So, Algae Extract can be anything from La Mer's "Miracle Broth" to a simple brown algae extract that helps to smooth the hair. The official description in the Europiean Cosmetic Ingredient listing is this: "an extract of various species of Algae; Extract of the Seaweed, Fucus vesiculosus, Furaceae". Its official functions include being a humectant (helps skin to attract water), emollient (makes skin feel smooth and nice) and skin conditioner (a catchall phrase for saying it does something good for the skin).

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A 2015 research paper on the potential of uses of algae in cosmetics summarizes that algae are rich sources of biologically active metabolites including antioxidants, anti-inflammatory agents, alginates, polysaccharides, and carotenoids. Currently, algae extracts are mostly used as moisturizing and thickening agents, but algae also have great potential to combat skin aging, pigmentation as well as working as an antimicrobial.

We have also browsed through Prospector to see what manufacturers say about their algae. There is, for example, an algae extract trade-named Lanablue that comes from blue-green algae (green algae is rare, less than 1% of the total macroalgae in the world) and is claimed to have retinoid like effects (i.e. reduce wrinkles, smooth skin) but without the side effects (though it seems now that the INCI name of Lanablue was changed to Aphanizomenon Flos-Aquae Extract). 

There is another algae extract from another manufacturer that comes from red algae (much more common, about 40% of total macroalgae worldwide) and is claimed to have not only moisturizing but also skin smoothing and densifying effects.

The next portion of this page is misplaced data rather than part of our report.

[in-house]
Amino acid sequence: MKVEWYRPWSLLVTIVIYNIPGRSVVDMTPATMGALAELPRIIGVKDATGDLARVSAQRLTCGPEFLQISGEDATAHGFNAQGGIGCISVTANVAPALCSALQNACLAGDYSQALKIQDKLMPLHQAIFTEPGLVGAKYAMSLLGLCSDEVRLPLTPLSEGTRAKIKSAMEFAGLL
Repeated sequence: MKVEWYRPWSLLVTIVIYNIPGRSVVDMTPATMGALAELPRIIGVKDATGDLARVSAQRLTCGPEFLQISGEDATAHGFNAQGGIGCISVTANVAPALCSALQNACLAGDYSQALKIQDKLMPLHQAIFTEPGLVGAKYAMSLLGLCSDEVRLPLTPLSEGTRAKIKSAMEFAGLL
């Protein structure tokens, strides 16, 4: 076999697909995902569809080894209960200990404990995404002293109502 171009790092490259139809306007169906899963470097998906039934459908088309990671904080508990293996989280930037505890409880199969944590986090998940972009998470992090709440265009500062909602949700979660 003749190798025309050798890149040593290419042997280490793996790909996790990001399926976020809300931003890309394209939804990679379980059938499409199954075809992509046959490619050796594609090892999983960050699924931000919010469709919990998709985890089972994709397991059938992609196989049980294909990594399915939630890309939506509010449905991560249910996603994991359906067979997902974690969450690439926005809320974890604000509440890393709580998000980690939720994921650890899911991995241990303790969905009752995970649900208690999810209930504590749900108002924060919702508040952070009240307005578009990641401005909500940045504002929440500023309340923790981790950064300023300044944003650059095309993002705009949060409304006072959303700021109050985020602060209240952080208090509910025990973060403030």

Here is a brown algae extract (the most common type, about 59% of macroalgae), also just called Algae Extract on the product label that is simply claimed to be a free radical scavenger, aka antioxidant. These were just three random examples from three manufacturers all called Algae extract even though they all come from different algae with different claims.

Anyhow, the point is this; there are tons of different types of Algae Extracts out there. Unless the brand tells you what they use, it's impossible to know for sure. The most probable scenario for the Alge Extract is that it works as a moisturizer and emollient and it might have some additional anti-aging properties.

What-it-does: preservative

It’s pretty much the current IT-preservative. It’s safe and gentle, but even more importantly, it’s not a feared-by-everyone-mostly-without-scientific-reason paraben.

It’s not something new: it was introduced around 1950 and today it can be used up to 1% worldwide. It can be found in nature - in green tea - but the version used in cosmetics is synthetic. 

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Other than having a good safety profile and being quite gentle to the skin it has some other advantages too. It can be used in many types of formulations as it has great thermal stability (can be heated up to 85°C) and works on a wide range of pH levels (ph 3-10). 

It’s often used together with ethylhexylglycerin as it nicely improves the preservative activity of phenoxyethanol.

What-it-does: emollient | Irritancy: 0 | Comedogenicity: 3

We don't have description for this ingredient yet.

Also-called: Horsetail Extract | What-it-does: soothing, emollient, astringent

We don't have description for this ingredient yet.

We don't have description for this ingredient yet.

Tocopherol - goodie
Also-called: Vitamin E | What-it-does: antioxidant | Irritancy: 0-3 | Comedogenicity: 0-3
  • Primary fat-soluble antioxidant in our skin
  • Significant photoprotection against UVB rays
  • Vit C + Vit E work in synergy and provide great photoprotection
  • Has emollient properties
  • Easy to formulate, stable and relatively inexpensive
Read all the geeky details about Tocopherol here >>

We don't have description for this ingredient yet.

What-it-does: preservative